As sit here in Pembrokes Pines, Florida, preparing myself to do play by play for Titan FC 44 tonight, a variety of MMA headlines have caught my eye and have me thinking that all the drama many media outlets aim to create, could actually be benefiting the story lines they are feeding.
There’s the confusion and criticism of Georges St-Pierre. There’s the tempered excitement of the Conor McGregor and Floyd Mayweather bout moving one step closer to becoming a reality, to the return of Rory MacDonald as well as Jose “Shorty” Torres, arguably the best flyweight not signed to the UFC, headlining Titan FC 44, as he aims to defeat bantamweight champion, Farkhad Sharipov.
For Torres, many have wondered why he has yet to be called up to the UFC. Despite his undefeated 4-0 record, he also boasts a 24-1 record. He lost his first amateur bout, and has gone 28-0 since then. He defeated a UFC vet in less than 90 seconds in his last fight. It was an opponent who was rumoured to be going back to the big show.
Every step along the way, Torres’ opponents have become tougher and far more experienced, and each time, he has shown why he will be a force to be reckoned with. When he did not receive the call to the big show, he knew he had to face an even tougher opponent. A season vet. And with that being the case, why not temporarily move up a division and face the bantamweight champ. I mean why not?
Jose trains with TJ Dillashaw, one of the best 135 lbers on the planet, and more than holds his own against him. The theory, although basic, is that if Torres can bang with the best, then he should surely be able to bang with the far more experienced Sharipov, who is a monster in his own right.
There was a Canadian monster at one time names Rory MacDonald. Remember him?
Well “the next GSP” is returning to the cage vs. Paul Daley at Bellator 179. He was once regarded as the future of the welterweight division, basically the uncrowned champ at 170 lbs. He holds a victory over current UFC champ Tyron Woodley, as well as the number one contender Demian Maia. To say he could still be the best in the sport would not be a stretch.
The only problem was that he competed in the same era as Robbie Lawler. If you are a student of combat sports, you know, that for whatever reason or theory there may, every great fighter seems to have that one opponent who is their kryptonite. For Rory Mac, it’s the “Ruthless” one.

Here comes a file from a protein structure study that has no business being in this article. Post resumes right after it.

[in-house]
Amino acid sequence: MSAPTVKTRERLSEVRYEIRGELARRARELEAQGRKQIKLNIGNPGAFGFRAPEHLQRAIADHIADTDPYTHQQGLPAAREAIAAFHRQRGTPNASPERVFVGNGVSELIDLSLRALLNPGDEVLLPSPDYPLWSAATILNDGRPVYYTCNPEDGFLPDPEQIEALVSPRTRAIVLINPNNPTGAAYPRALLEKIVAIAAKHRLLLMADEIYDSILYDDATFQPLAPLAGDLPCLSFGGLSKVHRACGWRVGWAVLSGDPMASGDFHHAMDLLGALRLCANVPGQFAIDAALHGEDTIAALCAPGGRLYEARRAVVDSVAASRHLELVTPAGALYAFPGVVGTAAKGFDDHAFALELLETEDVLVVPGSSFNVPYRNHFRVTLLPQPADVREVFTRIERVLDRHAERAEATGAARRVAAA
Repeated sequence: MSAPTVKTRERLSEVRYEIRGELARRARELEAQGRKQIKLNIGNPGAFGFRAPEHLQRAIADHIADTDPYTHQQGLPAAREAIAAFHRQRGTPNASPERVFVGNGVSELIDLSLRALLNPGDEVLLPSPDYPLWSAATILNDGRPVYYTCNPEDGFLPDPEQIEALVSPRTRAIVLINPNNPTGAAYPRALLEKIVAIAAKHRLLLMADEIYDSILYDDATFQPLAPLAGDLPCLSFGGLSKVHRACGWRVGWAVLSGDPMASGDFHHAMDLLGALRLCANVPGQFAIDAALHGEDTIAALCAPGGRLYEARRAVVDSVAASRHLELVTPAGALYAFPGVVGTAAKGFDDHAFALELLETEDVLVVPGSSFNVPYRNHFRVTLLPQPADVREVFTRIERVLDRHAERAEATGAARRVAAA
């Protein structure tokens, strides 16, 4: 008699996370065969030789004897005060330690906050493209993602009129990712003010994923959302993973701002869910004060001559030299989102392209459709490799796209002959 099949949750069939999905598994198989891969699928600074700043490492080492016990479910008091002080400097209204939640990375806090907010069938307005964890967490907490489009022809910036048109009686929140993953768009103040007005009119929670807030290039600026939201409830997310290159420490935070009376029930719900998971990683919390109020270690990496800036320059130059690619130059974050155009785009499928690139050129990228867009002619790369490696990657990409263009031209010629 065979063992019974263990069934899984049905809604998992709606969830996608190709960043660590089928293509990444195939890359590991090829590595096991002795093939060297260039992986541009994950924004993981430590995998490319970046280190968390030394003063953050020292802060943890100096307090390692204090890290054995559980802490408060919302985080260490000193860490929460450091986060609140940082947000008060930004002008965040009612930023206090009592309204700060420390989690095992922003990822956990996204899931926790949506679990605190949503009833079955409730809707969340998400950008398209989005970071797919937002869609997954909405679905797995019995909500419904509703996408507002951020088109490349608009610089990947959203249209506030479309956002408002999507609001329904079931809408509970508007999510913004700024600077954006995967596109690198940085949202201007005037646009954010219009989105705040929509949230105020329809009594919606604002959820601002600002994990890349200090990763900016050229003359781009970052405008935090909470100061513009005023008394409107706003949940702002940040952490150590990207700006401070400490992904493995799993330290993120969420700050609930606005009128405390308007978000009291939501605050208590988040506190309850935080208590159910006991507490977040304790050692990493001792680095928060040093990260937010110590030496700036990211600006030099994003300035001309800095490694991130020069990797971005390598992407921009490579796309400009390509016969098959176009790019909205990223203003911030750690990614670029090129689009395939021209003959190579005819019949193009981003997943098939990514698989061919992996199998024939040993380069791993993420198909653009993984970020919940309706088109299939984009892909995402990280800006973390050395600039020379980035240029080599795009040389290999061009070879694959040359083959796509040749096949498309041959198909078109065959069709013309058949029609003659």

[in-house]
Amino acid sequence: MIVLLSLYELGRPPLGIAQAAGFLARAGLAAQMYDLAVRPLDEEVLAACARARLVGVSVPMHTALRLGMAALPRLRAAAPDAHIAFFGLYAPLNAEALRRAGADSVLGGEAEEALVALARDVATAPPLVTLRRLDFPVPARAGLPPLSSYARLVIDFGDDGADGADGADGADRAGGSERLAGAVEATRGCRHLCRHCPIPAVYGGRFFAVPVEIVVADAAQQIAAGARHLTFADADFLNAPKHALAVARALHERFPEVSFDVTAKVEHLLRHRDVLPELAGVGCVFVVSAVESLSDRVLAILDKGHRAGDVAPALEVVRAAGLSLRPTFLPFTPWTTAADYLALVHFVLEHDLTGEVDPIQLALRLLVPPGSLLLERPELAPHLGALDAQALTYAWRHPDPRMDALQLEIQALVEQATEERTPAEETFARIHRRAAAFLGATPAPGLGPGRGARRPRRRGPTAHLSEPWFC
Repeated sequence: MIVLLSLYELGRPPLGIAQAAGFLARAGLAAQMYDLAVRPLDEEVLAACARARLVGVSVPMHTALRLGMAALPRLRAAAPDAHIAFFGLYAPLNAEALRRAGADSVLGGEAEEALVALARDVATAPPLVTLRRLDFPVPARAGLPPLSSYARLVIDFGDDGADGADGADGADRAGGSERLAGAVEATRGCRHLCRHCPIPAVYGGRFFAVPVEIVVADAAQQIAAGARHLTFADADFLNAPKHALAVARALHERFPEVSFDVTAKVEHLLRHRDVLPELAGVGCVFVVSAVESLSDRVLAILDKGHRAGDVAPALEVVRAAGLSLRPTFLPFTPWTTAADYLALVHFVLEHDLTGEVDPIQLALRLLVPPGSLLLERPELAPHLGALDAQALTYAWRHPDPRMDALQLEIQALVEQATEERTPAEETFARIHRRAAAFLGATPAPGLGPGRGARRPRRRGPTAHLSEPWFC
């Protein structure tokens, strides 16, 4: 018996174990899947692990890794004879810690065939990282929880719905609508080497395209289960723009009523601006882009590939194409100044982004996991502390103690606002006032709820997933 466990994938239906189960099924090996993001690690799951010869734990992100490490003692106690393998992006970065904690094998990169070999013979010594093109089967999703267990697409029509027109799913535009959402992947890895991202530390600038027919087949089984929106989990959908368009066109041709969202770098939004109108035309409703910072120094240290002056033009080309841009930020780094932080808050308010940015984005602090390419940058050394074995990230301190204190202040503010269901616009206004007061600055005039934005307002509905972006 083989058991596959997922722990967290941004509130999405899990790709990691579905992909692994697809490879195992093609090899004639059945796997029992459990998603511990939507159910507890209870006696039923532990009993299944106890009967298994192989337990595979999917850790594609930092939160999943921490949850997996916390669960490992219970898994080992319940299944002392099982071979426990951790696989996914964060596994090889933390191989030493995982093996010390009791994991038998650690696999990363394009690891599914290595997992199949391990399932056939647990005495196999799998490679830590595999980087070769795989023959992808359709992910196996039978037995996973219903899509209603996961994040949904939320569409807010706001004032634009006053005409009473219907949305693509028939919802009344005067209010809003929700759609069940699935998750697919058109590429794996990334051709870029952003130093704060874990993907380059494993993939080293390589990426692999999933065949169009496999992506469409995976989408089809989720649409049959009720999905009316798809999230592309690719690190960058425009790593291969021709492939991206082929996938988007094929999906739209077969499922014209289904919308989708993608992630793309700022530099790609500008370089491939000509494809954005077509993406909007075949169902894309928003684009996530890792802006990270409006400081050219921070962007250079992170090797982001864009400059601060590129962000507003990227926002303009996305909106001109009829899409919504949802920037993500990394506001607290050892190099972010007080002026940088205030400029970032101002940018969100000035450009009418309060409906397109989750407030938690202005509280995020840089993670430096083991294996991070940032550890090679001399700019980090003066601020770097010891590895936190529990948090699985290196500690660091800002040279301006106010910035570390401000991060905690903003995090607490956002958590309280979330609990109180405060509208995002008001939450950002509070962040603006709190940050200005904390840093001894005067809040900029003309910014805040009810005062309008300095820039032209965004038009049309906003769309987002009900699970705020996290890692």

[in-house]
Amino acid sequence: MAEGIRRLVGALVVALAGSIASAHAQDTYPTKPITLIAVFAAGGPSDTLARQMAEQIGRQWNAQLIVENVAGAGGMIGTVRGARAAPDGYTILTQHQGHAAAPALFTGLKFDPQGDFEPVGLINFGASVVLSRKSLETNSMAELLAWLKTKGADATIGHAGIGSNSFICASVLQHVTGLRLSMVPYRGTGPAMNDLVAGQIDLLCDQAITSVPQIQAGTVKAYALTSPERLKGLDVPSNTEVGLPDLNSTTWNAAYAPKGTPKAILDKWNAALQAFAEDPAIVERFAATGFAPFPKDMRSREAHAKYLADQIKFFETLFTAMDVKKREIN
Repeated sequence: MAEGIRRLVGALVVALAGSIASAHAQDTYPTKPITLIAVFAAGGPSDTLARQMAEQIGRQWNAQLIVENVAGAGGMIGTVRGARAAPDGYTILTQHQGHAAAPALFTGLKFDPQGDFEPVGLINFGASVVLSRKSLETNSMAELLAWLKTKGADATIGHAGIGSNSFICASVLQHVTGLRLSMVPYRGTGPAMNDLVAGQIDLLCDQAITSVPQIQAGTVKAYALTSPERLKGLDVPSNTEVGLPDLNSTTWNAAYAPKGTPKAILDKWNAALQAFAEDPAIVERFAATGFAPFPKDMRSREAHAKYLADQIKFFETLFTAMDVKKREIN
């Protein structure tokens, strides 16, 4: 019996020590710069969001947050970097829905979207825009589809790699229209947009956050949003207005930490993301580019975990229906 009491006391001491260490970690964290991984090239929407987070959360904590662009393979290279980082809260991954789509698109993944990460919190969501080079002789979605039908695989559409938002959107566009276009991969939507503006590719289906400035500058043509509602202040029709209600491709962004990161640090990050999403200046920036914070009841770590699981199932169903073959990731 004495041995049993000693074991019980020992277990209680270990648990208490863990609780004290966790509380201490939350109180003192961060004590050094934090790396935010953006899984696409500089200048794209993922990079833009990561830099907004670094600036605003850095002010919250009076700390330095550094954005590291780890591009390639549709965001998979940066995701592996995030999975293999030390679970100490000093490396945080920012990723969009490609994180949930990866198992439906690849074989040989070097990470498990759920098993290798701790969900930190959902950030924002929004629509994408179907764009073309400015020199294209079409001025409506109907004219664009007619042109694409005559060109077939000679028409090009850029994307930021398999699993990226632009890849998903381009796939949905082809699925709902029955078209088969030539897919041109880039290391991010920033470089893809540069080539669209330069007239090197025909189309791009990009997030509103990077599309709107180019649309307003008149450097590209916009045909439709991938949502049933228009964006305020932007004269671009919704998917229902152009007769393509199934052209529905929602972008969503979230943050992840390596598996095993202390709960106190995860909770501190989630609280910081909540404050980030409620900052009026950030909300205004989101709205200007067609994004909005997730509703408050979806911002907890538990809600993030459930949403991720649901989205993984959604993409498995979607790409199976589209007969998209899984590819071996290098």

But for now, the past is the past and “Red King” will focus on “Semtex” and embark on what many believe will be an incredible run that will have the MMA media and fans crying a fowl that the Canadian is not in the UFC and instead, fighting elsewhere.
Speaking of not fighting in the UFC, we have moved one step closer to potentially never seeing Conor McGregor compete inside the octagon ever again.
UFC President Dana White has stated that he has come to terms with “The Notorious” for a boxing bout vs. Floyd Mayweather. No one really knows how difficult of a task that may have been, but now White has to deal with Mayweather’s team. And what I would do to make that a reality show.
One can just imagine the smooth and slick psychological tactics both sides will need to use to convince the other that this fight should be a go. Mayweather doesn’t need the money. Neither does Dana. Perhaps Conor doesn’t need the money as well, but rest assured, that payday is simply too sweet not to fight over (no pun intended).
Should a deal be struck and Conor’s dream dollar signs become a reality, I say “good luck” to ever seeing him in the UFC again. The pay days would be a fraction of what he would have made vs. Floyd. And if Conor should win - bye bye Irish guy from MMA cause a rematch would likely already be in the contract.
Should Conor lose and still be hungry to fight again, there is one name who could give him another solid payday: Georges St-Pierre.
While the Canadian is currently receiving a fair amount of criticism for not living up to the MMA media and fans’ expectations to confirm a date for his bout vs. Michael Bisping, his coach Firas Zahabi recently stated that Georges must still go through all of the USADA testing then will be more than ready to fight the champ.
There are many dynamics and angles we will never know about, but by all accounts, St. Pierre is still aiming to fight Bisping in the fall with his eyes also set on what will be deemed the biggest fight in UFC history: Conor McGregor vs. Georges St. Pierre - at the Rogers Centre in Toronto or Cowboy Stadium in Dallas.
Yeah … I said it.